Steps To Success

Goals can be hard to achieve, but the end result after the accomplishment can have lasting effects.

Goal: the object of a person’s ambition or effort, an aim or desired result.

The word itself does not seem like a big deal, but the actions of achieveing a desired goal means so much more. The process of setting goals allows students to choose what they want to achieve. By knowing what they want, students know what they have to concentrate on and improve. Goal setting can give students focus or plan their future and motivation. Having different goals, whether they be personal or related to the future, allows them to take pride in accomplishing the goals originally created. Using past experiences and goal-creating methods, one can see how they create either a clear moving progress or long and drawn out one.

Creates Accountability

Having goals holds one accountable, not only to others, but to themselves. Rather than just talk, the obligations of sticking to what was said. This accountability can be personal or public, depending on the type of goal and standards given. No one has to know the objective, but it can sometimes help keep the motivation going. By setting specific targets, one can easily see if the right path is being taken— and if not, change the process.

“It feels really good to accomplish anything, but accomplishing a goal feels different.” sophomore Matthew Bohn said.

Provides Motivation

Goals help motivate and give something to strive for. This can allow one to be powerful if change is needed within one’s daily lifestyle. They help redirect focus away from negativity, and allow one to reconnect with morals and desires, but it is important to keep in mind that aspirations are designed to have a desired result— and that may take some time. Many people have goals that last long term, and some short. Both are beneficial, depending on one’s lifestyle.

“Weekly goals sometimes get too routine and can be finished right away,” Bohn said. “Long term goals take too long to finish, and sometimes you lose interest. Both goals keep a balance. It provides a lot of motivation to keep that balance.”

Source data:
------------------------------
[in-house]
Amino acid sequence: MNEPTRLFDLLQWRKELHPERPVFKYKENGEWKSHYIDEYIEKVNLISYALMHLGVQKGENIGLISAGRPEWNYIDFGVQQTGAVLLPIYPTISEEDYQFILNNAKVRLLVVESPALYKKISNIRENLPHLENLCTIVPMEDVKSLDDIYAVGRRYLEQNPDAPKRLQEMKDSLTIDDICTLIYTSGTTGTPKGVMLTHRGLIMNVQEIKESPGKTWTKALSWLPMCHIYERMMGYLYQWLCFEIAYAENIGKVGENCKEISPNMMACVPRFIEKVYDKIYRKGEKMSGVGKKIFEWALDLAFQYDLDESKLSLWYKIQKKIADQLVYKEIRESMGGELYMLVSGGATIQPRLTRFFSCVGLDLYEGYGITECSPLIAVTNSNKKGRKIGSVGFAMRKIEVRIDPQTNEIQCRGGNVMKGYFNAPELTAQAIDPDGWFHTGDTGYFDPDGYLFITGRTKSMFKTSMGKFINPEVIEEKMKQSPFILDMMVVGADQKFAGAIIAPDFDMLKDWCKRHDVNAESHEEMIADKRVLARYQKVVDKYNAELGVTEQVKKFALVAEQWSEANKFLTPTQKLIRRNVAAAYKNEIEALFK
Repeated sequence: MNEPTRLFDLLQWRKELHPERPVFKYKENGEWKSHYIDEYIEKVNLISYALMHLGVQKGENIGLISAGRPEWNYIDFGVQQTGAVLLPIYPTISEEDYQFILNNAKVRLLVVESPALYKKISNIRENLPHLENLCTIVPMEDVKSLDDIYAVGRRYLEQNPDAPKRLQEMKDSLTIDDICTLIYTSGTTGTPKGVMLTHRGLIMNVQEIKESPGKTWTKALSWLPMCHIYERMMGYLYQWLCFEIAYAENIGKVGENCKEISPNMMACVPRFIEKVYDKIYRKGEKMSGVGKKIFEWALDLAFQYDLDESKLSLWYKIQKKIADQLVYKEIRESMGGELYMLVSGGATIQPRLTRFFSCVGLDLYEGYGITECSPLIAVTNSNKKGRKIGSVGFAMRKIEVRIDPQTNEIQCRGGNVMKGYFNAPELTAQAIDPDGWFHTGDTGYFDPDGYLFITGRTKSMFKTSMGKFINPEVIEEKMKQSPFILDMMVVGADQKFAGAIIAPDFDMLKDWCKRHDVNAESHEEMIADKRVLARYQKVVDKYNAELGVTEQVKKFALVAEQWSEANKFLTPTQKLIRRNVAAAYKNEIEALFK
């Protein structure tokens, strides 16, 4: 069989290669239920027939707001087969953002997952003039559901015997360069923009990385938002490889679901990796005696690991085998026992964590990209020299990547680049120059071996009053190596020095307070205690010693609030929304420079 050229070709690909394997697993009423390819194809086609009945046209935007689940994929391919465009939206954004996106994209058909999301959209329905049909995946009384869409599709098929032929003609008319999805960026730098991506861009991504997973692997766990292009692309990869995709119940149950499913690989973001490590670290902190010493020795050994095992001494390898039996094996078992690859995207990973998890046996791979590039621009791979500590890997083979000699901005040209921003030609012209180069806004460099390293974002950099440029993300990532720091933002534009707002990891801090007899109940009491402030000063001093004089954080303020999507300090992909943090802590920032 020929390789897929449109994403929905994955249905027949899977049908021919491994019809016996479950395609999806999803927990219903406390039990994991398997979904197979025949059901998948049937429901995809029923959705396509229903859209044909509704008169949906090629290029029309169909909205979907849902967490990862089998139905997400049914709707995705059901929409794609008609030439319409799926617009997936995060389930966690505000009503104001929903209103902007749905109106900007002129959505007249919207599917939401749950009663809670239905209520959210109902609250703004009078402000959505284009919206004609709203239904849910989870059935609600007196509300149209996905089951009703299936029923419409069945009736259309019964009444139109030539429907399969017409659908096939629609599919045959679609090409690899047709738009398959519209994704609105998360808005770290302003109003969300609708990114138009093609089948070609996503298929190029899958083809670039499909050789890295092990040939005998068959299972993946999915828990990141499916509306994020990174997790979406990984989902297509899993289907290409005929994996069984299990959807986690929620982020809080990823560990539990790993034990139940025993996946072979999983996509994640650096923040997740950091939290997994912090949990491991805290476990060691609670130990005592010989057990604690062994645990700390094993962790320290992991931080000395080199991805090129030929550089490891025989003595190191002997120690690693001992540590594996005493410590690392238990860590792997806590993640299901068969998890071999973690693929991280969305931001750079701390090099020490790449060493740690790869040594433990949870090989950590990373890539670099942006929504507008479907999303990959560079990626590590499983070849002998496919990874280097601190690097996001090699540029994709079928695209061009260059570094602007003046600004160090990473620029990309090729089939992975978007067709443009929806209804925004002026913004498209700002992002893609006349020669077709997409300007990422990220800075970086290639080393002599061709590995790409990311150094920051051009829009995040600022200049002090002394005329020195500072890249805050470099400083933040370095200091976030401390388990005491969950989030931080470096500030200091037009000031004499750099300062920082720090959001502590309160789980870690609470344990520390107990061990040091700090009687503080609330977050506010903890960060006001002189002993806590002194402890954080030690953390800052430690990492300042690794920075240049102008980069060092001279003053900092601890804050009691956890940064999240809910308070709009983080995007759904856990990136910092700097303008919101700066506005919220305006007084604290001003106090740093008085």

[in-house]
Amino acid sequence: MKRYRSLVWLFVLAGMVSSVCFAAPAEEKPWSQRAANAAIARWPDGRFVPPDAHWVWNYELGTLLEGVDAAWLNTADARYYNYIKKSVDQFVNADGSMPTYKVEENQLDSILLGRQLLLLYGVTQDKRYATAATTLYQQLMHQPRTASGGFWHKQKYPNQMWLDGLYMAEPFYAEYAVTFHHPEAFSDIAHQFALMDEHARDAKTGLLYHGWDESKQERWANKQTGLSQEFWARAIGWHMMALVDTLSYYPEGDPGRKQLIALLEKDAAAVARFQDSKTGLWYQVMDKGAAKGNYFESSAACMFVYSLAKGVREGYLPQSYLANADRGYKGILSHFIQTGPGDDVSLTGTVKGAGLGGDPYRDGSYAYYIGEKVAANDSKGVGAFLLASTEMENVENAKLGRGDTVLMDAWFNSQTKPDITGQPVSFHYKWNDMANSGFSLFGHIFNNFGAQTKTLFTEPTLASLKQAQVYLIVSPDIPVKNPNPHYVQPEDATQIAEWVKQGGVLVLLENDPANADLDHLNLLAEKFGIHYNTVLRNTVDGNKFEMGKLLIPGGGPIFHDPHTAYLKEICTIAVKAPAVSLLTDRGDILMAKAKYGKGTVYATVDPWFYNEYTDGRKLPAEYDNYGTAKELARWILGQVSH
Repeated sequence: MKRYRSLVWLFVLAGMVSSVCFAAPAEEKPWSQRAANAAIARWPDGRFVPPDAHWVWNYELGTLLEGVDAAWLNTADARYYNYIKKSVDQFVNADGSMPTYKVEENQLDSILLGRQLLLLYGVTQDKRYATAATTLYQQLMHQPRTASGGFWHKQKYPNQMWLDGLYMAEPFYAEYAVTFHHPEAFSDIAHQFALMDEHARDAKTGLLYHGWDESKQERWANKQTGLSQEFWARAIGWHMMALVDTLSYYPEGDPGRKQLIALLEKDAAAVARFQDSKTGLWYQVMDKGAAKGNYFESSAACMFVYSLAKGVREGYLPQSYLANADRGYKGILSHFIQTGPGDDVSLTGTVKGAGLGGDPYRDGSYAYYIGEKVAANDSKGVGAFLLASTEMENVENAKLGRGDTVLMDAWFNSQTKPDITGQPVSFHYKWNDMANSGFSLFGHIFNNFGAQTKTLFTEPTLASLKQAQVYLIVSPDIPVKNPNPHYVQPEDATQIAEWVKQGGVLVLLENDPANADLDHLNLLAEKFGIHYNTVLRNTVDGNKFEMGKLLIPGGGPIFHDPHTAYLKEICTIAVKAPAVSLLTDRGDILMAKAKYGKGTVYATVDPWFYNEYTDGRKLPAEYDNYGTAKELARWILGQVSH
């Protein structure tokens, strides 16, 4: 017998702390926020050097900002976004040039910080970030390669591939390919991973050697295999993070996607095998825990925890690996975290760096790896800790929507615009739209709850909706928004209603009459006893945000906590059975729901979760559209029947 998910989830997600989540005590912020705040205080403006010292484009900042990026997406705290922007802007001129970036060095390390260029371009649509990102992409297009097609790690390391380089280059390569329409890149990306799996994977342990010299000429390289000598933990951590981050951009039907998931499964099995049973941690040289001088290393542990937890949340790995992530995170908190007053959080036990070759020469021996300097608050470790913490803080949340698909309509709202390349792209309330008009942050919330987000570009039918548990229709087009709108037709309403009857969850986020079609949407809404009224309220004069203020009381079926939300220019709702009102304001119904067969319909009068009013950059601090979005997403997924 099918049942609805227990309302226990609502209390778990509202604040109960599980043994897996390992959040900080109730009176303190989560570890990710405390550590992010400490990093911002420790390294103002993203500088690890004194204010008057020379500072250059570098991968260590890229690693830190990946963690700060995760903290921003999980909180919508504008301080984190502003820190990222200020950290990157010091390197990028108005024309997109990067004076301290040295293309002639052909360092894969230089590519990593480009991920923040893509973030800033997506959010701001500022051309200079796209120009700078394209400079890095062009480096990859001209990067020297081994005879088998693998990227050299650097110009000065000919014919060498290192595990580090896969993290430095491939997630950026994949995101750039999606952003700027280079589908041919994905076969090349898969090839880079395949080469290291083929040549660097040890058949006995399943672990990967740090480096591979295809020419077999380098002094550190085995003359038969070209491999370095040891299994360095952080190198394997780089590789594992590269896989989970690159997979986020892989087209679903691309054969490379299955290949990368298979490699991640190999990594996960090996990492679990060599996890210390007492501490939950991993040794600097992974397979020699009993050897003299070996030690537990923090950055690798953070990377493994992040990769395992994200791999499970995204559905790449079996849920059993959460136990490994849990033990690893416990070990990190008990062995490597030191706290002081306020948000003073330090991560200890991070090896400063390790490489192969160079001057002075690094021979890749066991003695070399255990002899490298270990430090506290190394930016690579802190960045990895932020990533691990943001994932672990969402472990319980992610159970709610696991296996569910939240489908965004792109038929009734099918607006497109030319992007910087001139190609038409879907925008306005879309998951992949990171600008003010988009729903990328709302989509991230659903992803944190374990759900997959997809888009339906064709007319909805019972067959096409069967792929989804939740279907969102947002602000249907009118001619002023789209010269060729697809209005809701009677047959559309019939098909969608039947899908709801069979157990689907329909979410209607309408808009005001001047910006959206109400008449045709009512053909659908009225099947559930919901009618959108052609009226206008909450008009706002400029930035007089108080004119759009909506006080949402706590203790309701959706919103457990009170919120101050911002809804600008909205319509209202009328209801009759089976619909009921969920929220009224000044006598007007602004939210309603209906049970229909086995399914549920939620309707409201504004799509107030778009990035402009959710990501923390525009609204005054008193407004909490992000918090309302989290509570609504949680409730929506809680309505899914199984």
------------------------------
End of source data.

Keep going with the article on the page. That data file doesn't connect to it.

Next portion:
Improves Lifestyle

Goals are tools to focus energy in positive directions. They do not have to be set in stone and can be changed based on priorities, as well as new ideas being added and others being dropped. All goals are created twice: first in the mind, then in the physical world. Like building blocks, they branch off of each other. Once a goal is set, the accountability to start and desire to finish is constructed. Motivation then occurs throughout the time of completion, striving to the objective. The will to succeed to improve the desired change then starts another cycle: another goal. Without goals, the will to succeed is absent, and without success there is no future.


Above all, goals focus on the inner self. Know that what gets measured, gets improved. For the easiest improvement, focus on the things that can change and be realistic as to what change is wanted.

“If you set the bar high, it’s hard to achieve,” sophomore Lily Highley said. “Keeping realistic goals makes it worth it.”

It is not possible to make every single desired change, and if the intended outcomes are not realistic, the aspiration to achieve all of the changes are doing more harm than good. Whatever it is, that goal should result in overall happiness. Evaluate the changes, plan accordingly and stick to the goal until it is met.